On The Road to Find Out: Passionate Engagement and Counter-Cartography
By BRAD HOUK
Brad Houk is an educator, counter-cartographer, and faculty member of CWI's Summer Institute on Service-Learning. After spending years teaching at-risk students in Vermont, Navajo students on a reservation in New Mexico, Quaker students in the mountains of Pennsylvania, and advanced degree People’s Liberation Army officers in China, he now teaches at the Community College of Vermont. Pulling from his academic background in design and education, Brad has been using "counter-maps" to invigorate his classroom. Most recently, however, Brad has been counter-mapping his local community, as well as aspects of the Occupy Movement, in an effort to not only understand a community more deeply (and the many ways it can be experienced) but to explore how this process can be used as a tool for service-learning and a method in civic- and community-engagement.
A Student Project
Following an extensive and in-depth final project where students explored the many things that make a nation-state a nation-state, the final exam was something completely different from what the students had done in years past. It was a take-home exam but an in-class presentation.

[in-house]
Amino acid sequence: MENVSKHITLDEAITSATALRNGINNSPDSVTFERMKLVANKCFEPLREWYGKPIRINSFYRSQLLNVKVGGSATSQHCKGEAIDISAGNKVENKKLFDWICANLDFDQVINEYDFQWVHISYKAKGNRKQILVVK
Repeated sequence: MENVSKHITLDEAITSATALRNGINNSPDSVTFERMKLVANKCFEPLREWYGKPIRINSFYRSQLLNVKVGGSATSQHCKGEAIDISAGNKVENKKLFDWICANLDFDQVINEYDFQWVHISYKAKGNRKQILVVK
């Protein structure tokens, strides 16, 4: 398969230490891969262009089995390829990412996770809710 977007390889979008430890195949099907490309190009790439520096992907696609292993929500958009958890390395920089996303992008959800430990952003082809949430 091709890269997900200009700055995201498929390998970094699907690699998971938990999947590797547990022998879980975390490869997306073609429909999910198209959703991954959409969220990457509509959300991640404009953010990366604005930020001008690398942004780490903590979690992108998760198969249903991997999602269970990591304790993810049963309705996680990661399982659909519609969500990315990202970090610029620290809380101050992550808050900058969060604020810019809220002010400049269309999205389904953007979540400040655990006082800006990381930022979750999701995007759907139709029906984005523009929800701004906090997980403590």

During the final exam period scheduled during the exam week, the students had to present their counter-maps to the class. Each counter-map was to represent not only a hot issue in the studied nation-state, but each student was to pick a side and represent that side through a counter-map (an art-map or a protest-map). A neutral position would not be accepted. One of many sides (not merely an assumed two sides) had to be defended. By choosing a side, a position, each student then had to defend that position and assume responsibility for it, as well as for the research and the facts. This was a college-level assignment and the students were enthralled. Their maps showed me that they had risen to the challenge and expectations.
Japan and suicide rates by Kim. This student actually made two map submissions, this is but one. Although the other was successful it was not included here. This was chosen because it failed beautifully. A work of art, to be sure, but not a map. This work caused more discussion than any other submission and as a result more learning took place. Ours was an atmosphere where students could take risks and the student heredid just that.
Oil Pollution in Ecuador by Gail.
Ethnic strife in Nepal by Jack.
Conflict over the right to euthanasia and its relationship to suicide rates in the Netherlands by Alicia.
EDITOR'S NOTE: Following the student project with counter-maps, Brad and his teenage son spent a few weeks in the summer with the Occupy movement in the United States, in part to explore new ideas for mapping projects.
On The Road to Find Out
“There’s concern you’re an undercover cop,” said Troy, with his face in mine standing toe-to-toe in the front yard of a Stapleton neighborhood home on Staten Island. “You’ve been asking too many questions.”
“Good questions drive good research,” I said.
“Some don’t like the questions you’ve been asking.”